Residents of Council Towers VI have access to a variety of on-site services. Management staff will provide case management, benefits and entitlements advice and advocacy, as well as on-site education and recreational activities. An experienced social worker will serve as a support service coordinator. Staff will be equipped to refer tenants to off-site licensed health care agencies to provide home care, adult daycare, hospital services, medical education and nursing home options. Additional on-site services include Meals-On-Wheels, housekeeping assistance, counseling and recreational trips. Through the New York State Department of Transportation, Met Council provides transportation for the elderly to essential appointments and recreational outings.

 

Help for Home Owners


| mpantelidis@queenscourier.com

The city is aiming to restore the homeownership hopes of Queens residents hit hard by the foreclosure crisis.

Deputy Mayor Robert Steel and New York City Department of Housing Preservation and Development (HPD) Commissioner Mathew Wambua joined Queens elected officials, as well as representatives from the U.S. Department of Housing and Urban Development (HUD) and the New York Mortgage Coalition on November 15 to announce the commencement of the Neighborhood Stabilization Program 2 (NSP2) Buyer Assistance Program.

The program, which targets areas in Brooklyn, Queens and Staten Island, grants qualified homebuyers with as much as $80,000 in forgivable loans towards the purchase of foreclosed or vacant homes in eligible neighborhoods. Housing counseling and homeowner training will also be provided for participants as part of the program.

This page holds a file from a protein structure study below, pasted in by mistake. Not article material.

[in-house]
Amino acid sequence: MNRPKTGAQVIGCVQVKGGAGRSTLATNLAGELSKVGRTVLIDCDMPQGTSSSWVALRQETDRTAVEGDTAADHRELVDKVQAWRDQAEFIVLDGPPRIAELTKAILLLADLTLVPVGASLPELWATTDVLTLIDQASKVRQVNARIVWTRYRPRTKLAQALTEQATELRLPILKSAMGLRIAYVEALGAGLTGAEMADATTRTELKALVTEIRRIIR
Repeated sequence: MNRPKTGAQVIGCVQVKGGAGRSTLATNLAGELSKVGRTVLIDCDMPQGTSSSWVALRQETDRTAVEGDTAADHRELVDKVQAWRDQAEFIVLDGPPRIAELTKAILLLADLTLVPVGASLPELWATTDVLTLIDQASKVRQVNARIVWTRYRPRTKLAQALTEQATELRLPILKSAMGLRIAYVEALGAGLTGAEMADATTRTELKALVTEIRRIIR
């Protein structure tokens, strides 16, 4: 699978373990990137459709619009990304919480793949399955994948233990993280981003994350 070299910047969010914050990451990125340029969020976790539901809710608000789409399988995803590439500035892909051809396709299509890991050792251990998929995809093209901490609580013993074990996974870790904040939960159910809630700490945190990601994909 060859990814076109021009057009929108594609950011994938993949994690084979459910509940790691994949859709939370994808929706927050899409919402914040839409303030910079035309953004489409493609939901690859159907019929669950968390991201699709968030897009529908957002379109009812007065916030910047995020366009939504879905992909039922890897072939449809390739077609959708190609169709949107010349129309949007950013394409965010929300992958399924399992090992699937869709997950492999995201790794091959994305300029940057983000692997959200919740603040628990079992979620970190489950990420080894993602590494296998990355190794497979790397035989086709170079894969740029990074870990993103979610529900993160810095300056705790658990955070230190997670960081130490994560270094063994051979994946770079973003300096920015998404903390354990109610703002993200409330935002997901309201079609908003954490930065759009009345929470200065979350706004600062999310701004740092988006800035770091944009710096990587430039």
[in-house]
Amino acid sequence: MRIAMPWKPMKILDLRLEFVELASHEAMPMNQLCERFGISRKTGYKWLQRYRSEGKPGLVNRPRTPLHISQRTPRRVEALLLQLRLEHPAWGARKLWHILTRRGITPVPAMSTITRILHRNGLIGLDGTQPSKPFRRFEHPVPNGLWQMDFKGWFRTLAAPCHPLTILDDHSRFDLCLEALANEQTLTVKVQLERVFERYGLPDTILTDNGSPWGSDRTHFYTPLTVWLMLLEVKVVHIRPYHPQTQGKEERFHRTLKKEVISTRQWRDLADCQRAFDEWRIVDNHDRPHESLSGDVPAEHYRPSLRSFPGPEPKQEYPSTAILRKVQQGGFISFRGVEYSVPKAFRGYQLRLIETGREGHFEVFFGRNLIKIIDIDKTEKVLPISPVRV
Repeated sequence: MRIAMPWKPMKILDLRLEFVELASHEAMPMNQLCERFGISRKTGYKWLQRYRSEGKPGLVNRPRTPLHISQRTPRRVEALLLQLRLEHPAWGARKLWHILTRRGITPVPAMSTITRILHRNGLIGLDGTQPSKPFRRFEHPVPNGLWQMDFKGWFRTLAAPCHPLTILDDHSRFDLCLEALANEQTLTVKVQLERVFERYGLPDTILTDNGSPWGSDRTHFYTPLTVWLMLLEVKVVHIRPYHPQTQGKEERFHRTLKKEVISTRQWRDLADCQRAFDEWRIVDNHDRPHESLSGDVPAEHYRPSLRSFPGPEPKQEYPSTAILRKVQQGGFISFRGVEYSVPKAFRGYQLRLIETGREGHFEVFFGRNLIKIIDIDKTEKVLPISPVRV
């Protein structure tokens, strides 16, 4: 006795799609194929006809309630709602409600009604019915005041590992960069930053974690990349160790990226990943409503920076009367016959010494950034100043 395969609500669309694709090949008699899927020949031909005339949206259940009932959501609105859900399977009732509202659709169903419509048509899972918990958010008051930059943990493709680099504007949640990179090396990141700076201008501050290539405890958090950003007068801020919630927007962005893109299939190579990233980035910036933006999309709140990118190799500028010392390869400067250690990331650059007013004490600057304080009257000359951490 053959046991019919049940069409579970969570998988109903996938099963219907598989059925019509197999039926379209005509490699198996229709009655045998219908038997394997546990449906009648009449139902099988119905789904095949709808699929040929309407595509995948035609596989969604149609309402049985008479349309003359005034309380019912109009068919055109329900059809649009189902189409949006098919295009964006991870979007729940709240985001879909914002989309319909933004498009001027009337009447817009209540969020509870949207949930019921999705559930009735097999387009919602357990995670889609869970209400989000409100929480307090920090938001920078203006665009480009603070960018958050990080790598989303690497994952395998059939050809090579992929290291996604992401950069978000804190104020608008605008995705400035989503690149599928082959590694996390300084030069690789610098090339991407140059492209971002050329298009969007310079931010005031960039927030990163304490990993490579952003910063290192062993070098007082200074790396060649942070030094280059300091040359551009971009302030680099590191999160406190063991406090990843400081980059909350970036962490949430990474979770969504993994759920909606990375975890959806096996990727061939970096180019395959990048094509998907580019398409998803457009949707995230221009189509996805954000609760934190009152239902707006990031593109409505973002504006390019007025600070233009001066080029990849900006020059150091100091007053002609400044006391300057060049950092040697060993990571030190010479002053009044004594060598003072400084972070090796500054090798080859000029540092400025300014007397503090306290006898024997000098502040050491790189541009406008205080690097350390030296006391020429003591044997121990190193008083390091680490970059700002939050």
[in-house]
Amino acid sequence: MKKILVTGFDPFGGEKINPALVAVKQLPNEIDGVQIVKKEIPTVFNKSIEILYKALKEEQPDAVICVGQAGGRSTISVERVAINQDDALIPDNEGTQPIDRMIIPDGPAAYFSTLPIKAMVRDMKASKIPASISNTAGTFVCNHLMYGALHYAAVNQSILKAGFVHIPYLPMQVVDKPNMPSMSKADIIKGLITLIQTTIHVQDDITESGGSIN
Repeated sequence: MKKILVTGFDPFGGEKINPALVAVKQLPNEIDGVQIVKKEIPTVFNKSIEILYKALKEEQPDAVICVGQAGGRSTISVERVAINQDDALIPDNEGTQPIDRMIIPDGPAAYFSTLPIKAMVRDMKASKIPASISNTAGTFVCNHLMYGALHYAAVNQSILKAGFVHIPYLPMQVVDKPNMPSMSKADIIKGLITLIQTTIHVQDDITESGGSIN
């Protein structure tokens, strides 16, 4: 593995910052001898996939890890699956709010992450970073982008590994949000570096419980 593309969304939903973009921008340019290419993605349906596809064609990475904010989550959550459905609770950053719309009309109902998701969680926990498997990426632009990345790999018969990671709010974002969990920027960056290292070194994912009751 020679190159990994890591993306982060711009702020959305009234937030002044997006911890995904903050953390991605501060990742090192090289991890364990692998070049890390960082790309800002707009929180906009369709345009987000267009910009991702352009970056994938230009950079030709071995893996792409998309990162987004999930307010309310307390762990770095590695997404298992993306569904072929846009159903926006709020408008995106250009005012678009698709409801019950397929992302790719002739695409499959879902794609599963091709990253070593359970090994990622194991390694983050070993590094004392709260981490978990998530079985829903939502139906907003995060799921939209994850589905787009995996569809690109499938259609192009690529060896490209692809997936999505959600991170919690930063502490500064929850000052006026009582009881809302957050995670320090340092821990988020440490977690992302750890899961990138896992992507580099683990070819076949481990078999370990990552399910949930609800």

“HUD’s investment in New York City via the NSP2 program is a key component in Mayor Bloomberg’s efforts to help reverse the deleterious effects of foreclosure on our neighborhoods,” said Steel. “The single-family foreclosure crisis has significantly impacted neighborhoods across Brooklyn, Queens and Staten Island, and stabilizing these communities is critical to New York City’s economic recovery. HPD’s efforts in securing this funding and working with the NY Mortgage Coalition in creating this initiative will help make homes affordable for qualified buyers looking to put down roots in these neighborhoods.”

After the creation of NSP2, HPD assessed the level of foreclosure activity in each eligible census area between 2007 and 2009. During their study, the department determined that roughly 8,133 total mortgages were in danger of foreclosure, 5,780 of which were in Queens.

Eligible neighborhoods were selected by HUD based on the severity to which they were adversely impacted by the foreclosure crisis. Jackson Heights, Corona, the Rockways, Bellerose, Rosedale, Howard Beach, Jamaica and South Ozone Park are the Queens communities eligible for the program.

“The NSP has been able to help stabilize housing prices and neighborhoods in Queens,” said Councilmember Leroy Comrie, who represents Jamaica and Rosedale. “Having worked with constituents and with non-profits in the borough, I have seen firsthand how this program helped counsel new homeowners, preserve the quality of life within the community, and give us a fighting chance against the foreclosure crisis, which makes me glad to see it will continue.”

Prospective homebuyers who hope to participate in the Buyer Assistance Program cannot have an income in excess of 120 percent of the Area Median Income. They are also required to receive a minimum of eight hours of homeownership counseling and the foreclosed or vacant home must become the participant’s primary residence.

“Investing in our neighborhoods is essential if we are to preserve them,” said Wambua. “NSP helps us to educate and empower families, allowing those who qualify to make affordable investments in areas of Brooklyn, Queens and Staten Island that have borne the brunt of small home foreclosures.”